That service can get quite expensive, but you can sign up for a free developer account, which can store up to 30 channels of data across five devices (a channel is a single stream of data -- like temperature, or humidity, or PM2.5 or PM10). With a free Xively account, any data older than 30 days will be deleted.
Xively can walk you through the process of setting up an account, but there are some specific things you'll need to do to make sure it's set up to receive DustDuino data.
You will need to create a device with four channels, named:
PM10count and PM25count channels will store the number of PM10 and PM2.5 particles counted by the Shinyei PPD-42 sensor, while PM10 and PM25 channels will store mass concentration as calculated by the DustDuino code.
Record the Feed ID for this device, which you'll need to insert into the Arduino code later. Also save the name of the device, which you'll also need for the Arduino code.
The last thing you'll need to do here is to create an API key which will give your DustDuino permission to store data on your Xively account. Every time the DustDuino sends data to Xively, it needs send along this unique key. To make a new API key, or find an existing key, go to "settings," and then click "Master Keys."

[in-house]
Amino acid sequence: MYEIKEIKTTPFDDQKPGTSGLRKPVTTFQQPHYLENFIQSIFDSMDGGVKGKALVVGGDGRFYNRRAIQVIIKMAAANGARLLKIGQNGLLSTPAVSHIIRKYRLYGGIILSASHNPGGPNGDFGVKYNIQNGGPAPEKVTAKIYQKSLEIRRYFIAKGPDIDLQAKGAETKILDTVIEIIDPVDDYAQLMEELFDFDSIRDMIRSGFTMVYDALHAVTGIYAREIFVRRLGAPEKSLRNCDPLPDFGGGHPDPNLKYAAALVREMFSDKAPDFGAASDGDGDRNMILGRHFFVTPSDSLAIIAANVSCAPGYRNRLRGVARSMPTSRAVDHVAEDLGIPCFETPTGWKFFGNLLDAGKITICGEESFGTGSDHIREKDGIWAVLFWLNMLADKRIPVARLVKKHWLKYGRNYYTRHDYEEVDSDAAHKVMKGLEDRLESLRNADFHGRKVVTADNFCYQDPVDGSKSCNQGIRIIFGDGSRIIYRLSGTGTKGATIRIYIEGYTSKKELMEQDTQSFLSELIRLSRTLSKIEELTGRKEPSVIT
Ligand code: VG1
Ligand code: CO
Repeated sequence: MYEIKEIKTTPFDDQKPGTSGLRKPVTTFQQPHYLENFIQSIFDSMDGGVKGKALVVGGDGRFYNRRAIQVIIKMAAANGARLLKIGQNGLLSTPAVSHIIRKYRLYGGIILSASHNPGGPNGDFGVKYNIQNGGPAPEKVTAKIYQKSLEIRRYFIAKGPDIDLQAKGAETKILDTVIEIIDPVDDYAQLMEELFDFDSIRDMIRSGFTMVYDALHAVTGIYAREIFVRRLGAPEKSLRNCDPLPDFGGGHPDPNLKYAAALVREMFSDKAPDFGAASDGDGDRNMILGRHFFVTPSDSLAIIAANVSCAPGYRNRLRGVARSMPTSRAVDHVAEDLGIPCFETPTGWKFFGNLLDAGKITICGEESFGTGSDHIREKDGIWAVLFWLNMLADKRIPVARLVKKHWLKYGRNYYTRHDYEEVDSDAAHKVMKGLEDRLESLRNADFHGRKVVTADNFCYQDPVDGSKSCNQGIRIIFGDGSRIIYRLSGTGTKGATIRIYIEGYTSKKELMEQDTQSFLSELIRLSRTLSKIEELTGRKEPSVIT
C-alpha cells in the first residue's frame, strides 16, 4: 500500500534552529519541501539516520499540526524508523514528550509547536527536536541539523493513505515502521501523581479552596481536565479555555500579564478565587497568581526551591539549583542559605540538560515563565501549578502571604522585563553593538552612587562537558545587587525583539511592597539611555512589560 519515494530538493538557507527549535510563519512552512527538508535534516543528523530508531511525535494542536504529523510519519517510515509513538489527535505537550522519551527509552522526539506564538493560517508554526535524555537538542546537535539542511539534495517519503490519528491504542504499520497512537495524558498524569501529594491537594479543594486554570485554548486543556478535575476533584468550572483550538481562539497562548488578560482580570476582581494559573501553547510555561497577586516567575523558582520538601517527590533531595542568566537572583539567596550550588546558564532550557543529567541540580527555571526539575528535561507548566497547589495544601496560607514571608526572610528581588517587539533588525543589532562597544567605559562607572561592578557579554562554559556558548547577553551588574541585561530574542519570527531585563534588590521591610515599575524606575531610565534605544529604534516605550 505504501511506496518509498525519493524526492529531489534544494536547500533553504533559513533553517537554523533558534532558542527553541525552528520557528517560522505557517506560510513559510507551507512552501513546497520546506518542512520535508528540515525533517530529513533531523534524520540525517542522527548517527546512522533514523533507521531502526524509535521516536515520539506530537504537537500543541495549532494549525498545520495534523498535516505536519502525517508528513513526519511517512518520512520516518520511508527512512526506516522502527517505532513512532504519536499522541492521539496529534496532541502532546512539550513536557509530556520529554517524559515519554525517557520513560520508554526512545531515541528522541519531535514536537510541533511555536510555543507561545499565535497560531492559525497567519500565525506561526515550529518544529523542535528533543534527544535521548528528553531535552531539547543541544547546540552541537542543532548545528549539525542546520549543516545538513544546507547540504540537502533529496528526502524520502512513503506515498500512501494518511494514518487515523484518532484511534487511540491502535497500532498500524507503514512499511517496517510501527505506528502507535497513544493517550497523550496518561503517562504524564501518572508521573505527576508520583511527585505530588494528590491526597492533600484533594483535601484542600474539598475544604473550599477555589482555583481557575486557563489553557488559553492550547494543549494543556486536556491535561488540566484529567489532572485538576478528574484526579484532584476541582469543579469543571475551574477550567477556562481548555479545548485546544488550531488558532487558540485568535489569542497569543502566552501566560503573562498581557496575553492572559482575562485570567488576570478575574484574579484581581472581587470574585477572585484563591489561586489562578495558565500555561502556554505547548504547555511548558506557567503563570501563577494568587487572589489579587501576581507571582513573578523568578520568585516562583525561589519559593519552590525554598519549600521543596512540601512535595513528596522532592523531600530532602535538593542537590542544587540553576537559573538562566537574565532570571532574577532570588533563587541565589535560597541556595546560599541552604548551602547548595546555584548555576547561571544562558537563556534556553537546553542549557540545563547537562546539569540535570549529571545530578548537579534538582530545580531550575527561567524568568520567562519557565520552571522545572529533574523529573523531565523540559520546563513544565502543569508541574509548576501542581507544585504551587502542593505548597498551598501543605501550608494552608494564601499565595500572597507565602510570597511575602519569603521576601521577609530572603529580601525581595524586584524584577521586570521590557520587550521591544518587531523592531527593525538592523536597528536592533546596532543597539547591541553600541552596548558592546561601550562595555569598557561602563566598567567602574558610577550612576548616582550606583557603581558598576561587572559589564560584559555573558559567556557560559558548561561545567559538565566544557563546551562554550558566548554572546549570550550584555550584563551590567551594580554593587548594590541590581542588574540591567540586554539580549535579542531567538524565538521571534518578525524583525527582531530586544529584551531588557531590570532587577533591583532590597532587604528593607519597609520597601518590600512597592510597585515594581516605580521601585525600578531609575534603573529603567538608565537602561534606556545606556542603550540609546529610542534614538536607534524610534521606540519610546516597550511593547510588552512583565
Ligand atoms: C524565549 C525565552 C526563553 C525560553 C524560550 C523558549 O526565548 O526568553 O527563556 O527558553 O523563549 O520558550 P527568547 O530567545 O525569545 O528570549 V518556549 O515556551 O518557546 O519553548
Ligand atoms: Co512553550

Copy and paste this API key somewhere easy to find, as you'll need to manually insert it into the Arduino code in our next step.
Step 4: Code the Arduino
The Arduino is fairly capable "out of the box," but for more complicated tasks like getting the RN-XV to connect to the Xively server, it's helpful to have blocks of code already written out. Those blocks of code are known as libraries.
Fortunately there's only one library you'll need for the DustDuino, and that's the WiFlyHQ library. The Arduino website has instructions on how to install Arduino libraries.
After installing the WiFlyHQ library, open up the DustDuino.ino file in the Arduino IDE. Find the #define APIKEY code and replace the hash signs with your API Key.
Find the very next line, which begins #define FEEDID, and replace the hash signs with the Feed ID.
Finally, in the very next line, which begins #define USERAGENT, replace the hash signs with the device name.
Save the sketch, and with the Wireless Shield detached from the Arduino Uno, upload the sketch to the Arduino. After the sketch is uploaded, you may re-connect the Wireless Shield. Make sure the switch on the Wireless Shield is set to "Micro" before connecting your DustDuino to a power source.
You have several options for powering your DustDuino. You can purchase a separate "wall wart" style 9-volt DC adapter for the Arduino, or you can run power through the Arduino Uno's USB-B port.
If you do decide to supply power through the USB-B port, you may do so with a universal cell charging adapter that has a female USB connector. Most of these chargers supply 5 volts, but just to be sure, make sure to read any text on your cell charger. Another easy way to power the Arduino Uno is to keep it plugged in to your computer's USB port, but you have to keep your computer powered at all times.